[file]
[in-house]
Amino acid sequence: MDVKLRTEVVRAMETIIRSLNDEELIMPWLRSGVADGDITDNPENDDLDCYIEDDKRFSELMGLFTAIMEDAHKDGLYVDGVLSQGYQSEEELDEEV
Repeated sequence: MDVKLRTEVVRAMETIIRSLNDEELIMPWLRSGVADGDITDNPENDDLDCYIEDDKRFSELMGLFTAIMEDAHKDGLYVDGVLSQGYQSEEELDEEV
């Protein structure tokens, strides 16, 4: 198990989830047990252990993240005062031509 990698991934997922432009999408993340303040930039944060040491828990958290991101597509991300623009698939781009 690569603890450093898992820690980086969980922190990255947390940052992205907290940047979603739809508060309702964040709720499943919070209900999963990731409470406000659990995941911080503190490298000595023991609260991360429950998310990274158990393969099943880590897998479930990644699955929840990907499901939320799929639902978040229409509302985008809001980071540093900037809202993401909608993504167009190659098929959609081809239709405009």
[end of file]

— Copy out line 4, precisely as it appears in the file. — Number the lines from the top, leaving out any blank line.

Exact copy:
């Protein structure tokens, strides 16, 4: 198990989830047990252990993240005062031509 990698991934997922432009999408993340303040930039944060040491828990958290991101597509991300623009698939781009 690569603890450093898992820690980086969980922190990255947390940052992205907290940047979603739809508060309702964040709720499943919070209900999963990731409470406000659990995941911080503190490298000595023991609260991360429950998310990274158990393969099943880590897998479930990644699955929840990907499901939320799929639902978040229409509302985008809001980071540093900037809202993401909608993504167009190659098929959609081809239709405009």